look at it this way .. me for instance i dont like to wait very much loading times and speed issues are always on my mind .. when i boot up a computer that i took the time to build and use as a personal set up i want to feel like its one of the best systems out there .. just because its a hobby... its like asking why buy a ford focus when you can have the speed of a lotus... your computer is only as fast as its slowest componet .. so ssd drives are not for every one but some one like me i have a patriot wildfire drive 120 GB and a revo drive 3 240 Gb in my system its more about speed .. like i can load battle field 3 before any one else.. for instance.. if you do a lot of file conversion it helps because your processor can access the files faster
theres a lot of benefits but unless you buy one to try for your self .. you wont know .. for instance im thinking you would need at least 10 drives in raid 0 just to match one revo drive.. sure you will have a lot more storage space but your going to draw a lot more power too.. typical ssd drives also require less power.
I know I'm going to sound like a contrarian, but I'm considering purchasing an SSD or two for backing up my DVD and photo collection. I'll stick the SSD in an external enclosure and minimise the number of times I write to it, ie it will essentially be readonly. I'll add some voltage protection devices inside the case, if it doesn't already have any.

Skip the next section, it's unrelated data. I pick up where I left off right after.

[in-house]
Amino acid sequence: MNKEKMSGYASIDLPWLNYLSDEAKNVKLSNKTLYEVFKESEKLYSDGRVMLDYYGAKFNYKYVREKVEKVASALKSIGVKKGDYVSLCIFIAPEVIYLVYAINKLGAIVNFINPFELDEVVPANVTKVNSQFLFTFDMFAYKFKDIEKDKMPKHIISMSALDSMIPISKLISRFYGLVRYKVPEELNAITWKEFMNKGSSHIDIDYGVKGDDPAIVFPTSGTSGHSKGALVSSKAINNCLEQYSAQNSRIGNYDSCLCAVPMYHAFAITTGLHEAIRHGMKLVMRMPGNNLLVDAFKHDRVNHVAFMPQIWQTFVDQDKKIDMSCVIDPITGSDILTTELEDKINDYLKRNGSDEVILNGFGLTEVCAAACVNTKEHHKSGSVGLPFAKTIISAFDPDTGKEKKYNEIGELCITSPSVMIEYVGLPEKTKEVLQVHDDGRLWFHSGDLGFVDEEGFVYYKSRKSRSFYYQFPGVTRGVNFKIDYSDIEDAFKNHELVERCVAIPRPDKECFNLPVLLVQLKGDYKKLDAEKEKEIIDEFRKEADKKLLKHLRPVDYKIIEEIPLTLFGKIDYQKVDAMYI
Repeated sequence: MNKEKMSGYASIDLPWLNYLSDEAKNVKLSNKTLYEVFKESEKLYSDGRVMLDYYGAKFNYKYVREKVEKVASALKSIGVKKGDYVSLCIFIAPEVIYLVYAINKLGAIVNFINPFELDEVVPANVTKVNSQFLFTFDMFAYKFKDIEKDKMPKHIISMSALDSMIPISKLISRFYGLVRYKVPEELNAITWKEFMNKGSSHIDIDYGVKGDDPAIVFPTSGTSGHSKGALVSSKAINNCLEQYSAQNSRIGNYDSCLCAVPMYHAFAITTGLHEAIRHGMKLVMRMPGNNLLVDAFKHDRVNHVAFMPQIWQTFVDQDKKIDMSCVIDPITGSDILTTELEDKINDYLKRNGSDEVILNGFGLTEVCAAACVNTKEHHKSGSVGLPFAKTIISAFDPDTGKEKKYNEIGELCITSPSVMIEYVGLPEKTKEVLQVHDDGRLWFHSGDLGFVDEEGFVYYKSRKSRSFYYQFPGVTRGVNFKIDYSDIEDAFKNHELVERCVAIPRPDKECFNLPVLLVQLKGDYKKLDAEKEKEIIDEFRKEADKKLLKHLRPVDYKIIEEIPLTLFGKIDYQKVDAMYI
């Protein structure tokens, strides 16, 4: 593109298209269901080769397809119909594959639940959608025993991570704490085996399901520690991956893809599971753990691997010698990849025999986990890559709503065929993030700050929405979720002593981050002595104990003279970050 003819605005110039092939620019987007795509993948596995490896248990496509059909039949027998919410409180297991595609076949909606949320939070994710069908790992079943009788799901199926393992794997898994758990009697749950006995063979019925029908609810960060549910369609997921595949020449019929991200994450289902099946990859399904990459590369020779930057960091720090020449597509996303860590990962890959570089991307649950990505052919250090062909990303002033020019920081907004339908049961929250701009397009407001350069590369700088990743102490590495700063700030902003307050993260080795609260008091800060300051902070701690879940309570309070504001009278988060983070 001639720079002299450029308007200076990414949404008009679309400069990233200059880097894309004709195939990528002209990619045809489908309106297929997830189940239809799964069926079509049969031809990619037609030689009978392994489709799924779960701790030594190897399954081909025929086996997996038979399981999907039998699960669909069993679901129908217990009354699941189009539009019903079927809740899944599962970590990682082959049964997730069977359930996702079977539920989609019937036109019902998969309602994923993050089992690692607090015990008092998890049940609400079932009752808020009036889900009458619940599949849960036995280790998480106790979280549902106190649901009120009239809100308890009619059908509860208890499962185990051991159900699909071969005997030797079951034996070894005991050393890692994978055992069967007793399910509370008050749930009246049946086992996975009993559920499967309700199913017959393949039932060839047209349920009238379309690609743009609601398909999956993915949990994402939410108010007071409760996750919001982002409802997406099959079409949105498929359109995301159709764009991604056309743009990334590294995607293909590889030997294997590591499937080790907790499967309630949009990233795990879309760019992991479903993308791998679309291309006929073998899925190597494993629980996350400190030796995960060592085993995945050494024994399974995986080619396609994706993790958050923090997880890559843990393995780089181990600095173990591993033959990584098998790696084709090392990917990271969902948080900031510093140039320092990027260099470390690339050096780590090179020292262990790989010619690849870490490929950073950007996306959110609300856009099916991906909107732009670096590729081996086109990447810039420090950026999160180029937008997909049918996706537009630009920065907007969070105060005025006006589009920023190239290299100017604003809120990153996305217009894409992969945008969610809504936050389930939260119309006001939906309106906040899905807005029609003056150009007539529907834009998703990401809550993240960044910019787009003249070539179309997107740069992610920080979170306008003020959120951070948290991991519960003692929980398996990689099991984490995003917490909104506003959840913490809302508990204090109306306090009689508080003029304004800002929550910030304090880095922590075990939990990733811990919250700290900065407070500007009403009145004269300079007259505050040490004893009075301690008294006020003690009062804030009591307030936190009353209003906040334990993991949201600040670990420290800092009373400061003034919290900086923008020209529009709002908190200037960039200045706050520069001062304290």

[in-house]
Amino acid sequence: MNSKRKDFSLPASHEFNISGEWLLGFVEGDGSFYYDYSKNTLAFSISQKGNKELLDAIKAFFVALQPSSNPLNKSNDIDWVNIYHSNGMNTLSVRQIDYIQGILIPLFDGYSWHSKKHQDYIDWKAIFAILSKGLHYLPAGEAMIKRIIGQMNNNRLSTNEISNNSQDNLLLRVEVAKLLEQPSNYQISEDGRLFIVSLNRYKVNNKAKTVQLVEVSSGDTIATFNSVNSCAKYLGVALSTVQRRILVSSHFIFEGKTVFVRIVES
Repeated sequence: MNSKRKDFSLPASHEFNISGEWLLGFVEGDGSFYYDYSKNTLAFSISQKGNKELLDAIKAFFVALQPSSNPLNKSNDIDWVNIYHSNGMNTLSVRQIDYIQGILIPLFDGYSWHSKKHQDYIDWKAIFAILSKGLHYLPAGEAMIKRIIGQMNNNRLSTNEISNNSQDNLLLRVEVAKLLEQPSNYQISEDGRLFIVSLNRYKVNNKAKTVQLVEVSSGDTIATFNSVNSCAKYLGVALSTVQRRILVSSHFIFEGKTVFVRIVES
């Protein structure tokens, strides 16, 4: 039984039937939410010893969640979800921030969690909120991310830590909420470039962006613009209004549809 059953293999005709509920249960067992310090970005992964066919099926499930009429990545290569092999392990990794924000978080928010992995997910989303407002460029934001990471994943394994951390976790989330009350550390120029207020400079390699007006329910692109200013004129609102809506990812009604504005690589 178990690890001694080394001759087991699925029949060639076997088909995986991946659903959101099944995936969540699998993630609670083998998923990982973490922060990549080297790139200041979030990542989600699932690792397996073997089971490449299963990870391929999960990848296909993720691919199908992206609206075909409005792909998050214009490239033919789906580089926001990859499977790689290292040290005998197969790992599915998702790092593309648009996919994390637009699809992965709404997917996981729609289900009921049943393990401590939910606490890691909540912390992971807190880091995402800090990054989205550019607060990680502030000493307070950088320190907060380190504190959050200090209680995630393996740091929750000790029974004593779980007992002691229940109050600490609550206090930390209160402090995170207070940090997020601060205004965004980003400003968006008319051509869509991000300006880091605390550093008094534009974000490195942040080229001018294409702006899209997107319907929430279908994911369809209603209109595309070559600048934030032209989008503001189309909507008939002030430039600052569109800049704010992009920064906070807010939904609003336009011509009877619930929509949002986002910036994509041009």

Obviously this doesn't make sense from a cost standpoint, but I'm more concerned with reliability than cost per GB. External rotating storage devices are very prone to mechanical shocks and high case temperatures.
As for speed, imagine how long it would take for a full format, or a complete virus scan, or a total backup, or a defrag, at 60 MB/s as opposed to 200 MB/s.
The difference is actually about 4 hours versus 14 hours.
Still another consideration is booting from a hibernated state. This requires that system RAM be restored from an image file on the HDD. A 4GB RAM image would require about 20 seconds at 200 MB/s, or 67 secs at 60 MB/s. (These times would be halved if the image were compressed.)